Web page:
TEN MILE CREEK | Water Preserve Area

Published Sept. 6, 2012


A water preserve area is a large-scale structure designed to capture and retain water in the landscape for gradual release, for the purpose of mimicking a more natural stormwater flow regime. The purpose of the Ten Mile Creek WPA is to provide seasonal and temporary storage of peak stormwater flows from the Ten Mile Creek basin and to slowly release those flows back into the creek to moderate the salinity levels and reduce sediment loads in the downstream St. Lucie River and Estuary.


Project features include an above-ground reservoir of approximately 526 acres surrounded by a 12 to 15-foot tall embankment. The reservoir was designed to store up to 6,000 acre feet of water at an average depth of 10 feet. The project also includes the following components: a natural preserve area, a pump station for filling the reservoir from Ten Mile Creek, a gated water level control structure for the moderated release of water back to the creek, and a 132-acre STA with associated pumps and structures for water treatment and release.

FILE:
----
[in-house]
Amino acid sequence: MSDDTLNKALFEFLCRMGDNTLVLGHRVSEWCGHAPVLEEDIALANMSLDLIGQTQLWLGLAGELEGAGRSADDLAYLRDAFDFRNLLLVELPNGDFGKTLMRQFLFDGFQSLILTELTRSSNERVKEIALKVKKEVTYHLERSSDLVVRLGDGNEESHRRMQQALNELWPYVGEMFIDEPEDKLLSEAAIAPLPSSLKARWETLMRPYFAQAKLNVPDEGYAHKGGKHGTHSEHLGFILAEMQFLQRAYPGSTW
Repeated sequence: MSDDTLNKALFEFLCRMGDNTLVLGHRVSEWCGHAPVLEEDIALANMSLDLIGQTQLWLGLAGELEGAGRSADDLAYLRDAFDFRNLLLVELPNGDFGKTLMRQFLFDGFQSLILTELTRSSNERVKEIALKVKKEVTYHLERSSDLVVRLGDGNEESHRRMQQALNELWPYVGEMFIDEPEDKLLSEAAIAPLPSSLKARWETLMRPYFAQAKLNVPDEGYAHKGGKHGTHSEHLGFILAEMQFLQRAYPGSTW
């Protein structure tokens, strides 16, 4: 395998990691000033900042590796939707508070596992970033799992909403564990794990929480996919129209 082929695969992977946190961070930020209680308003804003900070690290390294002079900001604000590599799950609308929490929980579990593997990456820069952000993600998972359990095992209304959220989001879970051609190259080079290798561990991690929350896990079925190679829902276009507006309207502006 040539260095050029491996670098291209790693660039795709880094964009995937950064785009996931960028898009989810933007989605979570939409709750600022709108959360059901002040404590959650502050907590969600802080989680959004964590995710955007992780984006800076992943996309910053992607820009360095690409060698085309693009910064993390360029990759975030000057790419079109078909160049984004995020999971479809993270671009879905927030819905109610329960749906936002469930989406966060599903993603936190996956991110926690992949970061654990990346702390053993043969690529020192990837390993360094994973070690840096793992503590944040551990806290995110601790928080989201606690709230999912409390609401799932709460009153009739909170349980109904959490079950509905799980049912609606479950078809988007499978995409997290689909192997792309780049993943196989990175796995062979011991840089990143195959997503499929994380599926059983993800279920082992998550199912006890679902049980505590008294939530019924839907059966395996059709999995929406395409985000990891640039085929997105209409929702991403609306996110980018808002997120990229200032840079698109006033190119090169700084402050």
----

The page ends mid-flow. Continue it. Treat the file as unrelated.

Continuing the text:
The Ten Mile Creek WPA project has been in a passive operating state since 2009. Temporary operational testing of the reservoir was conducted for data collection purposes from Dec. 15, 2011, to March 2012 to monitor and evaluate the performance of the reservoir. Upon completion of the limited operations of the Ten Mile Creek WPA, all water was pumped out of the reservoir and back into Ten Mile Creek and the project has been returned to a passive operating state. The data collected is being used by the government and will assist the U.S. Army Corps of Engineers in identifying the future operation plan for the Ten Mile Creek WPA.


The Ten Mile Creek WPA is located in St. Lucie County near Fort Pierce at the headwaters of the North Fork of the St. Lucie River Aquatic Preserve.


KIM VITEK, Project Manager
US Army Corps of Engineers
701 San Marco Blvd. Jacksonville, FL 32207
(904) 232-2583